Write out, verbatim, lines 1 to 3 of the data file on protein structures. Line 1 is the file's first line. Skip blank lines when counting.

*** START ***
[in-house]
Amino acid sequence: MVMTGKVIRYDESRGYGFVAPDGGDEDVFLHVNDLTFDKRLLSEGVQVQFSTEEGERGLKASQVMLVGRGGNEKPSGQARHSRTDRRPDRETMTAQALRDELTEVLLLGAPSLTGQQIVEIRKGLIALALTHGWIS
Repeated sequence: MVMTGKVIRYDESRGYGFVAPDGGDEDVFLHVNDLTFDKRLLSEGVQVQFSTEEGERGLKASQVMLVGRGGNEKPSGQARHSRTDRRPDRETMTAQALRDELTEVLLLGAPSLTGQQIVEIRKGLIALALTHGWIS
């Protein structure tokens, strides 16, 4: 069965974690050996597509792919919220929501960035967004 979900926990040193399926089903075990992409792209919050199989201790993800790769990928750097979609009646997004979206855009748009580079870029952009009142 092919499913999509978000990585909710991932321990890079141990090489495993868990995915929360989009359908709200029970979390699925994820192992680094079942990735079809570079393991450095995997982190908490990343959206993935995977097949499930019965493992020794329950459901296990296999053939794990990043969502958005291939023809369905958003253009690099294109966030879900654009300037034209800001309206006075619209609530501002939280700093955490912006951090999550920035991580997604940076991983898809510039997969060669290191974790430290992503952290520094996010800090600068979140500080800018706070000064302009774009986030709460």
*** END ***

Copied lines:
[in-house]
Amino acid sequence: MVMTGKVIRYDESRGYGFVAPDGGDEDVFLHVNDLTFDKRLLSEGVQVQFSTEEGERGLKASQVMLVGRGGNEKPSGQARHSRTDRRPDRETMTAQALRDELTEVLLLGAPSLTGQQIVEIRKGLIALALTHGWIS
Repeated sequence: MVMTGKVIRYDESRGYGFVAPDGGDEDVFLHVNDLTFDKRLLSEGVQVQFSTEEGERGLKASQVMLVGRGGNEKPSGQARHSRTDRRPDRETMTAQALRDELTEVLLLGAPSLTGQQIVEIRKGLIALALTHGWIS